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7 The Relationship between Black Studies and Her Sister New Perspective Fields

Edmund T. Gordon, University of Texas at Austin

I want to try to respond to these questions from the perspective of the African and African-American Studies program at the University of Texas. We have traditionally been at the margins, I think, of Black Stud­ies in this country for reasons I don’t quite know except for the fact that Texas has often been at the margins in terms of things Black. [Our center] is actually in its thirty-sixth year, so we were one of the first to be­gin. But nevertheless, we’re not usually included when we’re talking about the pioneers in the area.

…[The question to be discussed needs] to be foregrounded by my impression [of what] … is under attack, which perhaps is dif­fer­ent than some of the rest of us around the table. That is, in a sense, I think in terms of higher learning in general is under attack in this country. I think there is a prevalent anti-intellectual­ism which is very dangerous, which has characterized, particularly [by] the Bush regime, which has been pretty much building for a while. On cam­pus there is an anti-activism, which I think is prevalent. Inasmuch as Black Studies, as I understand it, is based in a certain activist and political positional, I think we’re under attack in that regard as well.

Beyond that, Black Studies is under attack in a sense that the Black community in general in this country is less collectively ori­en­ted than previously. We can talk about that in the future. But it gets more and more difficult, I think, for Black Studies programs that are progressive and activist to mobilize Black students in terms of participation in our programs.

At the University of Texas, Africana or Black Studies is basi­cally characterized by three important orientations. One is towards Black col­lectivity. I think we are in some sense non-cosmopolitan, and cer­tain­ly not motivated by notions of universal humanism, which are two things that some Black scholars seem to be pushing these days. We are very much focused on Blackness. Blackness as identity both in terms of the way in which Black people in­ter­po­lated or iden­ti­fy as Black, but even more than that, in the ways in which we cre­ate our identities, self-make our identities in our com­munity and make our own Blackness. It’s about Black col­lec­tiv­i­ty and Black iden­ti­ty.

The second focus of what we do as Black Studies, I think, has to do with a particular interest in power and social hierarchy, par­tic­u­lar­ly racism as it begins for Black folks here, there, and every­where, and how increasingly racism is articulated with other for­ma­tions of power and exclusion.

In terms of the third area that characterizes our notion of Black Studies is the issue of Black agencies. In other words, ways in which collectivity is mobilized politically as for or against Black exclusion and social hierarchy based on race.

Having said that, the answers to the questions seem relatively simple. For example, in terms of the relationship of African Ameri­can or Black Studies to Diaspora Studies, from my perception, from its very beginnings, Black Studies has been interested in a Pan-African perspective: interested in Black folks here and there. In some sense, our interest in Black Studies in Black identity and Black collectivities basically is an interest in Diaspora. Because as far as I’m concerned, Black identities and Black collectivities are not con­tained by national borders or continental shores. Those are ar­ti­fi­cial separations, which I don’t think Black Studies needs to take or should take as real separations.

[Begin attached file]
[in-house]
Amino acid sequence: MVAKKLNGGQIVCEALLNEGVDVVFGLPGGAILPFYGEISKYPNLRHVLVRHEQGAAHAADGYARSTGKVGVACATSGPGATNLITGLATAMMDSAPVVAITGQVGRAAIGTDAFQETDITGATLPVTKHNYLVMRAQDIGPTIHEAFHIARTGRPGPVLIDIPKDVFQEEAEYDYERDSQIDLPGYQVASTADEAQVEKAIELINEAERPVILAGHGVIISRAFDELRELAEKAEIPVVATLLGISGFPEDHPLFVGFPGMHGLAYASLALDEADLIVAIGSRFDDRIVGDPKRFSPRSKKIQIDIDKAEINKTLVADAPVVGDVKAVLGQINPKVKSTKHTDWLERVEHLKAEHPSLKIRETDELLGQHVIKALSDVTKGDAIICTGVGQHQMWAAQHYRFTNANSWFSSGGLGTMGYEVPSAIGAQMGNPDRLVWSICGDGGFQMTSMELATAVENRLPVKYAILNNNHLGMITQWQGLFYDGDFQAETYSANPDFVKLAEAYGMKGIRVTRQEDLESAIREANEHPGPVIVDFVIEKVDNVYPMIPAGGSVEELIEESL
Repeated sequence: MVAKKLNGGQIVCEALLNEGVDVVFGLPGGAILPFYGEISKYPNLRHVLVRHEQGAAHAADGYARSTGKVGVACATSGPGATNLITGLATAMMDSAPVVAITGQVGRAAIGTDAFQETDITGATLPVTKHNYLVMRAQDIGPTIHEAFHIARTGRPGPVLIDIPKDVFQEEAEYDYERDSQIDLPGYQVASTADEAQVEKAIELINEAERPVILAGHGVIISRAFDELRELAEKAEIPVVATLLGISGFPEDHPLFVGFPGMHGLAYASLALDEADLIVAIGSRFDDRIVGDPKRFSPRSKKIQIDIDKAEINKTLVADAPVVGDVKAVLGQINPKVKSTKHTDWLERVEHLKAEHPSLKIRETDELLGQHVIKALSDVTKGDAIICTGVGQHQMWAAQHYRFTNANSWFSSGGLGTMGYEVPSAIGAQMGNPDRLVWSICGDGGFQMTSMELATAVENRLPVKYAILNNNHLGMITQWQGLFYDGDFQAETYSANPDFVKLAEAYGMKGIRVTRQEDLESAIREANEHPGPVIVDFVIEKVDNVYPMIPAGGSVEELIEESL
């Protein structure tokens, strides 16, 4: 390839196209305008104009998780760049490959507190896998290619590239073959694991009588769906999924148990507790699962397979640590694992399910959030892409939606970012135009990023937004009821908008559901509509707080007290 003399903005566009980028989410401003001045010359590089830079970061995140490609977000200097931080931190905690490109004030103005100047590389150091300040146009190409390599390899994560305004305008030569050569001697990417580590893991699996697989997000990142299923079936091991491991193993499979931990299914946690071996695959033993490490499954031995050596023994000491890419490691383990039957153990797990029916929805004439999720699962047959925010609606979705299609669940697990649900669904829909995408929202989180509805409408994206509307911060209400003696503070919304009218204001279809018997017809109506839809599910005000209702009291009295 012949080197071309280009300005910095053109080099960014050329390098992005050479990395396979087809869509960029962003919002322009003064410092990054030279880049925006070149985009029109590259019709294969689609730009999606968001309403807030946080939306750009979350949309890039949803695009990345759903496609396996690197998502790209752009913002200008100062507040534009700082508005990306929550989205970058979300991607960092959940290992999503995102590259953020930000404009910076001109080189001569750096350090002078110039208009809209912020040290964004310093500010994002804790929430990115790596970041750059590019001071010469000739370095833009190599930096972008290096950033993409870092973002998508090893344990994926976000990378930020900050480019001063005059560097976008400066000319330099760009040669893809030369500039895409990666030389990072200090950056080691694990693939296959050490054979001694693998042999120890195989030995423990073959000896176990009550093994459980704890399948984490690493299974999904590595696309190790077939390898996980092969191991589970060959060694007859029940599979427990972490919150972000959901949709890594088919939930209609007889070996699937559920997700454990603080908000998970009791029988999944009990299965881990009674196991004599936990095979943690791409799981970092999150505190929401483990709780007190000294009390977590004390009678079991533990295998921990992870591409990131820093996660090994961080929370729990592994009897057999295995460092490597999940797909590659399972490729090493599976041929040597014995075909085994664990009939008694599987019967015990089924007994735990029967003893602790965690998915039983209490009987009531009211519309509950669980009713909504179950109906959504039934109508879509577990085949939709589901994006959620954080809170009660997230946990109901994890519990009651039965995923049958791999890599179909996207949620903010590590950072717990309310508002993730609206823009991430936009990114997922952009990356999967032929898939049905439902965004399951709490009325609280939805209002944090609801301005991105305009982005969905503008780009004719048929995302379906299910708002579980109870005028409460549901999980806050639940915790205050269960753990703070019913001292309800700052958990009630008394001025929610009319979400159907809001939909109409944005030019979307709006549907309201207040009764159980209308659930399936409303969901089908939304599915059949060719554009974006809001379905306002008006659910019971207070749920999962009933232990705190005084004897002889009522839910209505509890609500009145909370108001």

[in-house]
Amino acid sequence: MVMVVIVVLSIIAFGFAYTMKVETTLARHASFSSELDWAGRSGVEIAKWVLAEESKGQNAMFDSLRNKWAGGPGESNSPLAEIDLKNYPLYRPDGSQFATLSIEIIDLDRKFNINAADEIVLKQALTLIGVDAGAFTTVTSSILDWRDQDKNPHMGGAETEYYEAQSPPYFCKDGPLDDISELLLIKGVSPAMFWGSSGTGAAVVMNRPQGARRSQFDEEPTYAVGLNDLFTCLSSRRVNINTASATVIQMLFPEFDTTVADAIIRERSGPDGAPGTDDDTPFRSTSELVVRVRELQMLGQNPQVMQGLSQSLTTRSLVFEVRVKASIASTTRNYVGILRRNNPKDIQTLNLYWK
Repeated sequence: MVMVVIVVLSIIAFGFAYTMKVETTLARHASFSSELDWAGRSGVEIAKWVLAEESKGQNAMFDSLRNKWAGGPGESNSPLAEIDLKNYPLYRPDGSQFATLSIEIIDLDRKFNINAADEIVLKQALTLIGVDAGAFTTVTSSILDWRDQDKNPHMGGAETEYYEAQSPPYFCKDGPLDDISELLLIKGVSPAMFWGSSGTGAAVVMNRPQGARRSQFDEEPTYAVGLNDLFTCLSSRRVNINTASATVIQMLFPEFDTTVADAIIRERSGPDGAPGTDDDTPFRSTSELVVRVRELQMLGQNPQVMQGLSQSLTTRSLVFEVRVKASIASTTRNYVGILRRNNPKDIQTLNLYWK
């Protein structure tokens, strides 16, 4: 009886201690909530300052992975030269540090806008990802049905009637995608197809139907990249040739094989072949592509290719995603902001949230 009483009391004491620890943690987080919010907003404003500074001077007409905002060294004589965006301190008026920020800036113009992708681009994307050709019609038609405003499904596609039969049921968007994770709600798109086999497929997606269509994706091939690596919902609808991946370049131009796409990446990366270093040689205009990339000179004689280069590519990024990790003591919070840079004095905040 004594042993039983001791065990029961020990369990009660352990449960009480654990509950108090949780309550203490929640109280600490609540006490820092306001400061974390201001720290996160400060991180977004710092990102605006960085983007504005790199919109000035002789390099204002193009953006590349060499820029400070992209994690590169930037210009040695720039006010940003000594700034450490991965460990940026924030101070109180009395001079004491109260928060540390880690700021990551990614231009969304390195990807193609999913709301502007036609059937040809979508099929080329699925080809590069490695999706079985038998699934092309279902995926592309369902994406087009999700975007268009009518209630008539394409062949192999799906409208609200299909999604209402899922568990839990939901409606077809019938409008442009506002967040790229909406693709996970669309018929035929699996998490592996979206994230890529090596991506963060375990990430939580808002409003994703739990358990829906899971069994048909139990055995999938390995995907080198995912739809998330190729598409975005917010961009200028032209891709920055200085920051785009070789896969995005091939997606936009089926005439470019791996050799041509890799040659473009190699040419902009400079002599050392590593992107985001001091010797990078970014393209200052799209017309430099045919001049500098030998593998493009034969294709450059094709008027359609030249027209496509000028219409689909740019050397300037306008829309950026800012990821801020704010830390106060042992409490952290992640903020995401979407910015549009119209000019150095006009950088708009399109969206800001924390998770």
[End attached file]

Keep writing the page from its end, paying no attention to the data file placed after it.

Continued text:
Also, neither Black racism nor anti-Black sentiments are sepa­rat­ed by national boundaries or continental shores. In fact, those of us at the University of Texas, at this point, are busy concep­tu­al­iz­ing a notion of global racial formation. And in order to be able to un­der­stand global racial formation, one needs to be able to take a di­as­por­ic perspective. So Diaspora Studies seems to me, when we’re talk­ing about Black Studies, we’re talking about the “Afri­can/Black” Dias­pora.

The next question was: what should be our relationship to Af­ro-Latino/a Studies? Again, we have key concepts of agency, col­lec­tiv­i­ty, and anti-Black racism come to the fore. Afro-Lati­nos/La­ti­nas are part of the African Diaspora. The largest pop­u­la­tion of Blacks out­side of Africa is in Latin America, so excluding Afro-La­ti­nos from our notion of Black Studies seems artificial.

There are strong vibrant relationships between different as­pects or different locations in the Diaspora of which African-La­ti­­no/a populations are an important part. Perhaps most im­por­tant­ly, Af­ri­can Americans are now ethnically complex; and if we try to de­fine Blackness while excluding Afro-Latinos, we’re exclud­ing an im­por­tant part of our population. … I think that African Stud­ies should also be a part of the Black Studies experience. Africa is part of a glo­bal racial formation. Racial practices are important within Af­ri­ca, al­though often ignored. Also, Africa is a key location of Black self-mak­ing imagery.

Africana Women’s Studies are important also; first, as a way to contest the heterosexist and masculinist kind of an orien­ta­tion of Black Studies in the past; but even more than that, es­pecially at the University of Texas, Black feminist theory provides the key in the localization of sexuality. We use that as a key theo­retical tool.


The Relationship between Black Studies and Her Sister New Perspective Fields Copyright © 2018 by marilyn m. thomas-houston. All Rights Reserved.

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